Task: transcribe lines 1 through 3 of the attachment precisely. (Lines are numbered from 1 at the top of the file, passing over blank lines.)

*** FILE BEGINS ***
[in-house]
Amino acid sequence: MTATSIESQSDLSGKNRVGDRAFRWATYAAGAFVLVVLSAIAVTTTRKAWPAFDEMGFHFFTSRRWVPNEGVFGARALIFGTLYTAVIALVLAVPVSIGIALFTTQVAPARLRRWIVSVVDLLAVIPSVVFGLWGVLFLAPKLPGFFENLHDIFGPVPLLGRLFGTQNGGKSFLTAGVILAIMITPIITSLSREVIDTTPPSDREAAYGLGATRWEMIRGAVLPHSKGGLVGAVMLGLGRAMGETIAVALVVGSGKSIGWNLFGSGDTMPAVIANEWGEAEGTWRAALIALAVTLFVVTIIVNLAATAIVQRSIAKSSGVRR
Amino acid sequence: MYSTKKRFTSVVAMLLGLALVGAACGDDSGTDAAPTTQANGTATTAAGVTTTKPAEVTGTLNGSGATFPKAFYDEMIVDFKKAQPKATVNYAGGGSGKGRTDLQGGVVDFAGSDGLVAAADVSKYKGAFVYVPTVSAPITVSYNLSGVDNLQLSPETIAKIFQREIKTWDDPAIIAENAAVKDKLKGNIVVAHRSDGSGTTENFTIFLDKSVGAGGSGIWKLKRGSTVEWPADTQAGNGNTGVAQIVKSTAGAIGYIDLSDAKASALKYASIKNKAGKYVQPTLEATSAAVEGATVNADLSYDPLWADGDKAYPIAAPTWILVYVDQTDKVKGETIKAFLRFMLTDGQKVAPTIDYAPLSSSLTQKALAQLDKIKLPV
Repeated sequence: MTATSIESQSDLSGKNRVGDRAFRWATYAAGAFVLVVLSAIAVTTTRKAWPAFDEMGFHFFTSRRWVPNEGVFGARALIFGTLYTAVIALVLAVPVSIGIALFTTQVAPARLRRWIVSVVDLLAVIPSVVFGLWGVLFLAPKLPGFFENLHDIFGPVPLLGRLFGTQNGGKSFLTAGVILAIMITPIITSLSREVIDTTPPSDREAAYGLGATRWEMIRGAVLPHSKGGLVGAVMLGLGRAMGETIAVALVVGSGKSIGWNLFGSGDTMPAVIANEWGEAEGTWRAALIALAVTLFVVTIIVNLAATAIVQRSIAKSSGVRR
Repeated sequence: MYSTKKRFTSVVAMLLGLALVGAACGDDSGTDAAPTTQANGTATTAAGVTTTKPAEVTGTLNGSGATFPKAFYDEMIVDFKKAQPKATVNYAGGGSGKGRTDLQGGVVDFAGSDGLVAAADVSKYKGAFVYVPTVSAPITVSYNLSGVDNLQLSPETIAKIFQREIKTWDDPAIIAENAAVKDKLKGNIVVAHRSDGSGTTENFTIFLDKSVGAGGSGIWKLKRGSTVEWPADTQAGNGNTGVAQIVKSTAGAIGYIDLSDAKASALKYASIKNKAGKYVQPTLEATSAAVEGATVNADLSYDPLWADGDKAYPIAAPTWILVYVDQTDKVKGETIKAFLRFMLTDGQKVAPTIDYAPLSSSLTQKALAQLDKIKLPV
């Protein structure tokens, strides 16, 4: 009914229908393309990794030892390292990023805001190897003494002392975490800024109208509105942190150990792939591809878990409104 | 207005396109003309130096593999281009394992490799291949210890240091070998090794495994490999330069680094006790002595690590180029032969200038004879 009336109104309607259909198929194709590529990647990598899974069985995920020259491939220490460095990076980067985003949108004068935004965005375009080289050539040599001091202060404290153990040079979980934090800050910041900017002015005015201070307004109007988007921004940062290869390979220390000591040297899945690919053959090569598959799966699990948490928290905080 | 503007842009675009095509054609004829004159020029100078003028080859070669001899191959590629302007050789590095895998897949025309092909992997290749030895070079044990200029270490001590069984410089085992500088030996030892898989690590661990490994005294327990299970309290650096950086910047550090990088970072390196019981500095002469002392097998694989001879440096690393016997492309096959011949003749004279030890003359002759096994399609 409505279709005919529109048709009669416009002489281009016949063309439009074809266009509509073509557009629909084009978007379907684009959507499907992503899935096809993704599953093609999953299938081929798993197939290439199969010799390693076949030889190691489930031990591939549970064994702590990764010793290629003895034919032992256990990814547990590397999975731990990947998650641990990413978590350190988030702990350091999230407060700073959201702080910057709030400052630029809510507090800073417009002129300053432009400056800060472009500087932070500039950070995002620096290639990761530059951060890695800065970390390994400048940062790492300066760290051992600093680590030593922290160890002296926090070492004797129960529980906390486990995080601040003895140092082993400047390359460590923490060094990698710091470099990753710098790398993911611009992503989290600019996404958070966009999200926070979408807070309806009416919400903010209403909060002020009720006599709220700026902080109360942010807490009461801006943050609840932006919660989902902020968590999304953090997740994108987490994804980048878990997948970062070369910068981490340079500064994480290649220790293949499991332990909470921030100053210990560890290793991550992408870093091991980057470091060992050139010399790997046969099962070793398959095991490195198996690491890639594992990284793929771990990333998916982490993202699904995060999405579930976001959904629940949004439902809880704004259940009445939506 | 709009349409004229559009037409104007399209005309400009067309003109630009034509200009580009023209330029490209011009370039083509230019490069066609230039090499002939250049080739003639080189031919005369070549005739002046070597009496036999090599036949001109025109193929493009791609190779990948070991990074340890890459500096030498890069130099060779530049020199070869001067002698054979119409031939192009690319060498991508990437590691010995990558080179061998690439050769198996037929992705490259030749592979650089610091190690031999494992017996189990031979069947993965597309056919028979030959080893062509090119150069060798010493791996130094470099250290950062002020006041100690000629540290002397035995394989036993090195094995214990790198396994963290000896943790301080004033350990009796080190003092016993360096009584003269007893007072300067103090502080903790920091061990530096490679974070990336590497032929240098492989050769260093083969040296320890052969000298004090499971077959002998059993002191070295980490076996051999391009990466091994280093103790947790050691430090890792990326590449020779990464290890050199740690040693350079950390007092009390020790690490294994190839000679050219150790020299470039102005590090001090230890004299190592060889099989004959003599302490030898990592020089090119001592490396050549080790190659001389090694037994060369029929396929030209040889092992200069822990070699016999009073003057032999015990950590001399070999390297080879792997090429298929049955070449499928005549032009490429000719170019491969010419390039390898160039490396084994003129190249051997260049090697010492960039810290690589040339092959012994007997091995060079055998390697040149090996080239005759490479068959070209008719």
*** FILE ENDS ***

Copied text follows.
[in-house]
Amino acid sequence: MTATSIESQSDLSGKNRVGDRAFRWATYAAGAFVLVVLSAIAVTTTRKAWPAFDEMGFHFFTSRRWVPNEGVFGARALIFGTLYTAVIALVLAVPVSIGIALFTTQVAPARLRRWIVSVVDLLAVIPSVVFGLWGVLFLAPKLPGFFENLHDIFGPVPLLGRLFGTQNGGKSFLTAGVILAIMITPIITSLSREVIDTTPPSDREAAYGLGATRWEMIRGAVLPHSKGGLVGAVMLGLGRAMGETIAVALVVGSGKSIGWNLFGSGDTMPAVIANEWGEAEGTWRAALIALAVTLFVVTIIVNLAATAIVQRSIAKSSGVRR
Amino acid sequence: MYSTKKRFTSVVAMLLGLALVGAACGDDSGTDAAPTTQANGTATTAAGVTTTKPAEVTGTLNGSGATFPKAFYDEMIVDFKKAQPKATVNYAGGGSGKGRTDLQGGVVDFAGSDGLVAAADVSKYKGAFVYVPTVSAPITVSYNLSGVDNLQLSPETIAKIFQREIKTWDDPAIIAENAAVKDKLKGNIVVAHRSDGSGTTENFTIFLDKSVGAGGSGIWKLKRGSTVEWPADTQAGNGNTGVAQIVKSTAGAIGYIDLSDAKASALKYASIKNKAGKYVQPTLEATSAAVEGATVNADLSYDPLWADGDKAYPIAAPTWILVYVDQTDKVKGETIKAFLRFMLTDGQKVAPTIDYAPLSSSLTQKALAQLDKIKLPV